Doctor's Review: Medicine on the Move

November 29, 2021

© Anita Draycott

Nk Mip Golf Course, Osoyoos, BC.

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Kelowna’s reds, whites and greens

Sip and swing your way through the Okanagan Valley

For each of the 70 or so wineries in the Okanagan Valley, there are at least six golf holes. My friend Margaret and I are both avid golfers and enthusiastic oenophiles, so for us, Kelowna was an easy choice. The valley, a

200-kilometre-long fertile belt, begins in Canada at the northern tip of the Sonoran Desert and runs up to Vernon, British Columbia. Nestled between the lower Monashee Mountains to the east and the Cascade Mountains to the west, this semi-arid geographical jackpot basks in an average of 2000 hours of sunshine annually.

The region is the fruit-growing capital of Canada, and produces apples, peaches, plums, apricots, cherries and raspberries — as well as grapes that ferment into award-winning wines. The sunny, temperate climate also supports a longer golf season than many places in this country. That dream combo of vineyards and golf courses has earned it the moniker Napa North.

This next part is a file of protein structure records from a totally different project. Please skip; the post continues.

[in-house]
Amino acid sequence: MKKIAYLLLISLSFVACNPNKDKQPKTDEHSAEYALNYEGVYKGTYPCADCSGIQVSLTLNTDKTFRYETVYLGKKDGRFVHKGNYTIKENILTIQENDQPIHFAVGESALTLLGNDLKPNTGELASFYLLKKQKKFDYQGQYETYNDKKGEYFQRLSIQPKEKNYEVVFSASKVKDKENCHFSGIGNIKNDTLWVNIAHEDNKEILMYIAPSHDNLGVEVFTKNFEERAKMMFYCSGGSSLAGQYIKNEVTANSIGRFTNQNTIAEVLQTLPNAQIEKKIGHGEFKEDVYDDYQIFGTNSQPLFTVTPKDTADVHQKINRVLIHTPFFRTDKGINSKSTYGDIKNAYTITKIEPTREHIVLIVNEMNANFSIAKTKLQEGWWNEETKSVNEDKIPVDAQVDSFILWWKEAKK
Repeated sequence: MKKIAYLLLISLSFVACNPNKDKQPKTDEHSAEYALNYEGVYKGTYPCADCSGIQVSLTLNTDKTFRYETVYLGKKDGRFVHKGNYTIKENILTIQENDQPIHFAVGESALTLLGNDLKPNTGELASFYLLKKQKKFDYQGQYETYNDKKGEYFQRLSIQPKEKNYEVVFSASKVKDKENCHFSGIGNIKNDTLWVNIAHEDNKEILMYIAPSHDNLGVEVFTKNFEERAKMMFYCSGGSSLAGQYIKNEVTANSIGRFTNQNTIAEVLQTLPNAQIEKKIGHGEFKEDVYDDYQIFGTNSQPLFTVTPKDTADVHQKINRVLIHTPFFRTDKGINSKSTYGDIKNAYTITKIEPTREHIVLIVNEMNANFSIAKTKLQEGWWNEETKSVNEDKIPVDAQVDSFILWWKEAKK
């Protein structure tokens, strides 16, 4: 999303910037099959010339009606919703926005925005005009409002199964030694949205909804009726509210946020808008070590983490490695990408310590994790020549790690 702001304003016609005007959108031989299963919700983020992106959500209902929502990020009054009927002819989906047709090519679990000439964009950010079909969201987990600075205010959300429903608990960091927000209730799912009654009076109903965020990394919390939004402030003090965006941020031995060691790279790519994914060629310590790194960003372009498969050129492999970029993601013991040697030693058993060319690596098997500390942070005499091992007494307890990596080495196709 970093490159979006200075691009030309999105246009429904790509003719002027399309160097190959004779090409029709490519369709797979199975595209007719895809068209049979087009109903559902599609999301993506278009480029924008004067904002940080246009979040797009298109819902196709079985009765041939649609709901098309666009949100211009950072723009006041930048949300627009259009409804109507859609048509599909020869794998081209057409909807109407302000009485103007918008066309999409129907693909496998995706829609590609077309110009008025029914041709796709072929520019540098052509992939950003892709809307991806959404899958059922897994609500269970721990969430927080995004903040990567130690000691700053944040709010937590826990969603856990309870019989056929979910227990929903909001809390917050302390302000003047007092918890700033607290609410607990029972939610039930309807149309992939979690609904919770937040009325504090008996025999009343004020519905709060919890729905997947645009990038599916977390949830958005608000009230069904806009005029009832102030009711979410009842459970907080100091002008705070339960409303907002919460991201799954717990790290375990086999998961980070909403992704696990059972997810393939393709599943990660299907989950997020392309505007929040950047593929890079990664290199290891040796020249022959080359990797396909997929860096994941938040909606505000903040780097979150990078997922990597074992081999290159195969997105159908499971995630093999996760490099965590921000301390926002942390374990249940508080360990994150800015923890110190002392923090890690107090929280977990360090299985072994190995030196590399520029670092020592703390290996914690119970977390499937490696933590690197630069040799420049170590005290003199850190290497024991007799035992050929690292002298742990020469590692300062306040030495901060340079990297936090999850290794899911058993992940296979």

We began our sip-and-swing holiday at Predator Ridge Golf Resort (tel: 888-578-6688;, a 45-minute drive north from Kelowna Airport on the outskirts of Vernon, where architect Les Furber sculpted three nines, named after the resident birds of prey (Osprey, Peregrine and Red Tail).

The resort is nestled in 485 hectares of azure lakes and streams, wild sage, wheatgrass meadows and sun-baked red hills fringed with golden fescue. At sunset, from the clubhouse dining-room deck, Predator looks like a larger-than-life painting.

Apart from the drop-dead natural beauty and a four-and-a-half star rating from Golf Digest, another reason to start your golf getaway at Predator is Len Harvey. The resort’s resident golf pro, now nearing his 80th birthday, has become a cult hero amongst golfers wanting to hone their swings. After more than 50 years of teaching, Harvey is a master of summing up your faults and prescribing uncomplicated solutions and drills, otherwise known as the “Zen of Len.”

“I was born the year dirt was invented,” quipped the Manitoba-born wisecracker, as he instructed me to “wipe the blood off your shaft” (meaning my grip was far too tight). With luck he’ll give you some tips on how to handle Predator’s notoriously fast and contoured greens, made even harder by the sadistic pin placement on the day we played.

In Fine Spirits